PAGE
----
NRG Energy Inc. (Princeton, NJ) received a 10-year contract from the New York State Energy Research and Development Authority (NYSERDA) for power generated using renewable biomass fuel at its Dunkirk Generating Station in western New York. The project, which is expected to be online by the end of 2011, will produce up to 15 megawatts (MW) of the station's total output by co-firing with clean wood biomass. "Adding sustainable biomass to the fuel mix cuts emissions and supports the state's goal of producing 30% of its electricity from renewable sources by 2015," said Drew Murphy, President of NRG's Northeast Region. "This project will . . . produce enough electricity to power 12,000 households." New York adopted a Renewable Portfolio Standard (RPS) in 2004. Last year, the New York Public Service Commission, acting on a goal set by Governor David Paterson, expanded the RPS goal to increase the proportion of renewable electricity sold in New York from 25 percent to 30 percent by 2015...Read More »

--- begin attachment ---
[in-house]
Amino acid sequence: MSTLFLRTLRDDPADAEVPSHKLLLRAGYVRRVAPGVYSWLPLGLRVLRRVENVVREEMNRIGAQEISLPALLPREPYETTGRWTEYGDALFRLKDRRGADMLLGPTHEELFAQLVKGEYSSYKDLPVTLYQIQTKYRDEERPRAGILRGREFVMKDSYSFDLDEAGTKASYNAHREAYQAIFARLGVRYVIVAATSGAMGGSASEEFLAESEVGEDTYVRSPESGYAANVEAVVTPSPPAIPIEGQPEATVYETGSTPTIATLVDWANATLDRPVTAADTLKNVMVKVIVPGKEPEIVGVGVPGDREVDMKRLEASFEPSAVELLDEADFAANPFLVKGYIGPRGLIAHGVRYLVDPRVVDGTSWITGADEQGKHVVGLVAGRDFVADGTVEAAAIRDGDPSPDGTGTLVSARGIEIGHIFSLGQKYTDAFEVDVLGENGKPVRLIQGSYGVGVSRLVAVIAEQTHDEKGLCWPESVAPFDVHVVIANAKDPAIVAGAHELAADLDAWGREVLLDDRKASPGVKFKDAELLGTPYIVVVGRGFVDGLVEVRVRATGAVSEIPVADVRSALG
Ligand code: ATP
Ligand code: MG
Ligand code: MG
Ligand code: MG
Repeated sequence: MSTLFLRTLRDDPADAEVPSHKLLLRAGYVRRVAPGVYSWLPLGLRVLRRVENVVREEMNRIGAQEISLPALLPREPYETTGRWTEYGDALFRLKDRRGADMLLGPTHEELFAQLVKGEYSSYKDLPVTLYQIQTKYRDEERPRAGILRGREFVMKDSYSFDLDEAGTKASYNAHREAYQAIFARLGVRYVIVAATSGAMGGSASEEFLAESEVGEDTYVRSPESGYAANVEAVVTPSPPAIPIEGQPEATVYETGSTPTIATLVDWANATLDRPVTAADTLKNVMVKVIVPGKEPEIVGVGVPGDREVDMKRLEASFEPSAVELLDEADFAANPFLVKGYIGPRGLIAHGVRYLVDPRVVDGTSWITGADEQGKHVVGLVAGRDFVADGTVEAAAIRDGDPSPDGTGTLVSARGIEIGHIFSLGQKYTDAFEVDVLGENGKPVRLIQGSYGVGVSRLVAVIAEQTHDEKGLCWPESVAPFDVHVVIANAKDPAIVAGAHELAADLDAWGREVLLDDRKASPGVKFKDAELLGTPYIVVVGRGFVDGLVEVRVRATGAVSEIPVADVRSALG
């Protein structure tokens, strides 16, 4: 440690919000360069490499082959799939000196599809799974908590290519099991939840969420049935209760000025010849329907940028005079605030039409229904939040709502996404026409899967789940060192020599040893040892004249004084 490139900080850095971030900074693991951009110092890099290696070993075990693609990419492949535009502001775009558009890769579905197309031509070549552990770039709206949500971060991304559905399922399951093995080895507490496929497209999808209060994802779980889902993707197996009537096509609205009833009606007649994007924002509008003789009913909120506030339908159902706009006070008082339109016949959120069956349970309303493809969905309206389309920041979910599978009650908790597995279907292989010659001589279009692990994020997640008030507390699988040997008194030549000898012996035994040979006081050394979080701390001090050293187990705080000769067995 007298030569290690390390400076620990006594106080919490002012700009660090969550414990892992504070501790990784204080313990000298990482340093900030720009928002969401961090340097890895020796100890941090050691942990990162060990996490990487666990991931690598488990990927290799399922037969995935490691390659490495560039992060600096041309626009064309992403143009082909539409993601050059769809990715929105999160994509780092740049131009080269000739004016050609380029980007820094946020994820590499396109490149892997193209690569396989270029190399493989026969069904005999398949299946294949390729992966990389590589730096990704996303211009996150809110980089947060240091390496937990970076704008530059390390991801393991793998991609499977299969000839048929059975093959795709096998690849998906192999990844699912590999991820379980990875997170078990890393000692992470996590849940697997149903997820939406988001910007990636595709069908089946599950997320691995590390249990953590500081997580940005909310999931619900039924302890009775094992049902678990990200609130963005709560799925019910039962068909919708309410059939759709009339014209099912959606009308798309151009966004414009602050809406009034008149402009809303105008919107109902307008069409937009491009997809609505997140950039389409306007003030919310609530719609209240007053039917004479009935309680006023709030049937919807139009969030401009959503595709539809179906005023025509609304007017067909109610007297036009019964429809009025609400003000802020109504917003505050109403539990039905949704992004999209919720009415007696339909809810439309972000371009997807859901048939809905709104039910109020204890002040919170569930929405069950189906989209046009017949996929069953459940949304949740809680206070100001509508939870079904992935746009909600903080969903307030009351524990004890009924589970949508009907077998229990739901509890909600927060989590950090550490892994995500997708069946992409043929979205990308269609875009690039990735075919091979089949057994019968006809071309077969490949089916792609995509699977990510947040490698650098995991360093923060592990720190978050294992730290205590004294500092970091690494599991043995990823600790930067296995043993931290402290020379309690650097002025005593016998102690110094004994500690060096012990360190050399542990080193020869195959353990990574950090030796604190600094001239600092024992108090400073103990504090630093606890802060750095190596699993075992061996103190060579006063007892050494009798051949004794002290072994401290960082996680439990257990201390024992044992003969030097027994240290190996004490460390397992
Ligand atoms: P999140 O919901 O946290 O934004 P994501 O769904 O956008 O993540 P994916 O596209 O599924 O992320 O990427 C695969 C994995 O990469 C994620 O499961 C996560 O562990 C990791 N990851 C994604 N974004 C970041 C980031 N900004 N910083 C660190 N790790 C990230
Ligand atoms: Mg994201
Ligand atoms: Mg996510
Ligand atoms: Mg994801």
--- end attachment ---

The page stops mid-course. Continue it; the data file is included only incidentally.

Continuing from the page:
Montauk Energy (Pittsburgh, PA) is set to begin operating a 1 megawatt landfill-gas-to-energy (LFGTE) project located near the Hamblen County-Morristown landfill in Tennessee. The county will not have to invest any money in the project for which it will receive royalties estimated to reach $200,000 per year, a few years from now. The project is expected to furnish enough electricity for about 1,000 homes...Read More »
Covanta Holding Corp. said it will announce first quarter financial results after the close of the market on Wednesday, April 21 and host a conference call the following day at 8:30 a.m...Read More »
Waste Connections said it will announce first quarter results after the close of the market on Tuesday, April 20 and host a conference call the following day at 8:30 a.m. (Eastern) to discuss them...Read More »
IESI-BFC Ltd. (formerly BFI Canada) and Waste Services, Inc., which announced their merger last November, will both announce first quarter earnings on Tuesday, April 27 after the close of the markets. Both companies will host conference calls the following day to discuss results. IESI-BFC will host its call at 8:30 a.m. (Eastern). Waste Services will follow at 10 a.m. (Eastern)...Read More »